The Korean Society of Pesticide Science

Current Issue

The Korean Journal of Pesticide Science - Vol. 26 , No. 2

The Korean Journal of Pesticide Science - Vol. 26, No. 1, pp. 74-82
Abbreviation: Korean J. Pestic. Sci.
ISSN: 1226-6183 (Print) 2287-2051 (Online)
Print publication date 31 Mar 2022
Received 03 Mar 2022 Revised 21 Mar 2022 Accepted 23 Mar 2022

Disruption of Juvenile Hormone Receptor Binding in Tobacco Cutworm Larvae by Gladiolus gandavensis extract
Jun Hyoung Jeon ; Seon Ah Jeong ; Ji-Ae Kim1 ; Doo-Sang Park ; Boyoon Seo2 ; Hyun-Woo Oh1, *
1Biological Resource Center, Korea Research Institute of Bioscience and Biotechnology, Jeongeup 56212, JB, Republic of Korea
2Core Facility Management Center, Korea Research Institute of Bioscience and Biotechnology, Daejeon 34141, Republic of Korea
3Crop Protection Division, National Academy of Agricultural Science, RDA, Wanju 55365, JB, Republic of Korea

Correspondence to : *E-mail:

Funding Information ▼


Tobacco cutworm (Spodoptera litura [Fabricius]) is a destructive insect pest distributed in densely cultivated parts of Asia and Australia. This insect shows an explosive increase in its population in summer. Furthermore, tobacco cutworm larvae are very difficult to control because of their strong resistance to commonly applied chemical insecticides. To identify alternative pesticides that circumvent toxic effects to the environment and the threat of insecticide resistance, we aimed to examine plant extracts with insect growth regulatory activity targeting juvenile hormones (JHs). Using RNA sequencing and de novo transcriptome assembly, S. litura cDNA sequences of the JH receptor methoprene-tolerant (Met) and steroid receptor coactivator (SRC) were determined and used to generate yeast two-hybrid bait and prey plasmids. The JH/JH analog-mediated binding of Met and SRC was measured by assaying β-galactosidase activity. In the plant extract activity assay, we tested 1,628 plant extracts in transformants bearing Met and SRC. We identified 67 plant extracts with high JH disruptor (JHD) activity in tobacco cutworm, of which Gladiolus gandavensis extract showed the highest JHD activity. Plant-based JHDs might serve as a viable and sustainable alternative to chemical pesticides to control tobacco cutworm infestations in the field.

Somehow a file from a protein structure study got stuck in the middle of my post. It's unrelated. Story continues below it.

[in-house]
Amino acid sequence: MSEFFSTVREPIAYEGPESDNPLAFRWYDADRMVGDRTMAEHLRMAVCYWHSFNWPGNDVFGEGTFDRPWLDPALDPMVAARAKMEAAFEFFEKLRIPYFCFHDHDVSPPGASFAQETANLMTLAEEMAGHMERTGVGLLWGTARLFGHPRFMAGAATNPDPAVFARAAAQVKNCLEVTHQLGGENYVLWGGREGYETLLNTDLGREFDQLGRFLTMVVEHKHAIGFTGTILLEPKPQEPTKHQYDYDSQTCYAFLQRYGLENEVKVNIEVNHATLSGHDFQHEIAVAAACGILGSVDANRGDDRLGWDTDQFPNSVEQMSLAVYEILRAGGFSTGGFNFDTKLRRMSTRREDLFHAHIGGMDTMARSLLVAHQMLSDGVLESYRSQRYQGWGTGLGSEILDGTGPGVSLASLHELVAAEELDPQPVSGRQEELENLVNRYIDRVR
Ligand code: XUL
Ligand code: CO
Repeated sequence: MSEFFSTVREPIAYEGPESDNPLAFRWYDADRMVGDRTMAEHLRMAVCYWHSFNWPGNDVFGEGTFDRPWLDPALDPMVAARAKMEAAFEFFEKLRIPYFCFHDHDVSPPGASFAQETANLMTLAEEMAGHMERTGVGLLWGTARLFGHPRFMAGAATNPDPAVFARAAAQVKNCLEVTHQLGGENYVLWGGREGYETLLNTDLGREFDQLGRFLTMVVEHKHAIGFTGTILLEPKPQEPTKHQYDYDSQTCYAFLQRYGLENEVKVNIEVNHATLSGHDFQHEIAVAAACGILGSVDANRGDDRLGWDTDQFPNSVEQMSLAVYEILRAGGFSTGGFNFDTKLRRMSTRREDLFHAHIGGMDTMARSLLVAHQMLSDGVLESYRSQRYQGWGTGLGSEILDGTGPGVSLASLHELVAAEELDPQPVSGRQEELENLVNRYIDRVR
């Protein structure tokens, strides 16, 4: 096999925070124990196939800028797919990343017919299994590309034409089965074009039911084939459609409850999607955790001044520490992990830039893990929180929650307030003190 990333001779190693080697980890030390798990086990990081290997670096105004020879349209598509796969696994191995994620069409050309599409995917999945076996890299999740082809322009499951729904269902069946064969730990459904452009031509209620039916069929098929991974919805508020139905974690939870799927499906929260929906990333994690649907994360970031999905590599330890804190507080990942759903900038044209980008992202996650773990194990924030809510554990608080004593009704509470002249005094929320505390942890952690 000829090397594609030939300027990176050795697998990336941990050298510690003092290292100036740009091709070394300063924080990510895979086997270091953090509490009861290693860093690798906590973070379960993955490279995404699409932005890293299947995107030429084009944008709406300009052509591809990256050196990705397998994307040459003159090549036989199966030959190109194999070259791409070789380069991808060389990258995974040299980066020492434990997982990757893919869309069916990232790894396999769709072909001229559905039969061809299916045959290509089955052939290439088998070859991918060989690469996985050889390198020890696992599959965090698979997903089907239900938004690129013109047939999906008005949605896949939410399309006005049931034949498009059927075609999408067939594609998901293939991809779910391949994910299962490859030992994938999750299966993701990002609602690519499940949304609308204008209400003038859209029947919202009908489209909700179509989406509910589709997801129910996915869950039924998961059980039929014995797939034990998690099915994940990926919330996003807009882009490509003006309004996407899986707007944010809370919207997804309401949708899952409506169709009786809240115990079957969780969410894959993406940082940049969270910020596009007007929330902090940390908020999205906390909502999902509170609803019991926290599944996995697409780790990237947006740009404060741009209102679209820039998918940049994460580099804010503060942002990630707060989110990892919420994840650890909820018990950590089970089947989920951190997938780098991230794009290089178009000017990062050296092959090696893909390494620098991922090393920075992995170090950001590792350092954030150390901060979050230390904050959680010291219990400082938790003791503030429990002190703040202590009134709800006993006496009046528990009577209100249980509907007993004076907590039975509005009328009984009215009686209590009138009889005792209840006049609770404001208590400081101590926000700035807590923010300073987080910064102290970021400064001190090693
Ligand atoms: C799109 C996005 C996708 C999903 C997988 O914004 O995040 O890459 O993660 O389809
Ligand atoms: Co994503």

Keywords: insect growth regulator, Gladiolus gandavensis, pest control, plant extract, tobacco cutworm


Tobacco cutworm (Spodoptera litura [Fabricius] [Lepidoptera: Noctuidae]) is an omnivorous insect pest distributed in Asia and Australia, and it causes huge economic losses by damaging nearly 120 types of important field crops, such as beans, cabbage, tomatoes, tobacco, and peppers (Malarvannan et al., 2010). In Korea, its occurrence has been reported to be centered in the southern regions, where agriculture has been predominant since 1990 with up to five crop cycles a year, providing ample host opportunities for this pest (Han et al., 2018; Holloway, 1989; Jung et al., 2010). Spodoptera litura is characterized by an explosive increase in its population density in a short period of time, and the growth of larvae is promoted in the summer season due to its high fertility and strong resistance to high temperatures (Bae and Park, 1999).

Effective control measures for tobacco cutworm are urgently warranted to reduce economic damage. However, tobacco cutworm larvae exhibit strong resistance and low susceptibility to most of the chemical insecticides commonly applied in the field. In particular, larvae of the third instar and later (Sayyed et al., 2014) are very difficult to control with chemicals. In addition, chemical pesticides are known to cause severe environmental toxicity (Nauen 2007; Rivero et al., 2010; Ahn et al., 2013). Accordingly, there is an increasing demand for pesticides that confer low pesticide resistance and are environmentally friendly. Owing to the need to reduce the use of chemical insecticides and introduce alternative and effective methods to control tobacco cutworm, various researchers are actively exploring the use of juvenile hormones (JHs), a class of insect growth regulators (IGRs), and their receptors. IGRs control the transformation and molting processes of insects and have low environmental toxicity (Lee et al., 2015; Palli and Retnakaran, 2001; Smith, 1995). For instance, in Drosophila melanogaster, methoprene-tolerant (Met; a JH receptor) was found to have homology to the basic helix-loop-helix (bHLH) Per-Arnt-Sim (PAS) transcription factor family (Ashok et al., 1998; Wilson and Ashok, 1998). The bHLH-PAS protein (also known as Taiman, FISC, or SRC) and the JH receptor bind to each other only in the presence of the JH when the bHLH-PAS domain is activated, thereby regulating the gene in a JH-dependent manner (Lee et al., 2015).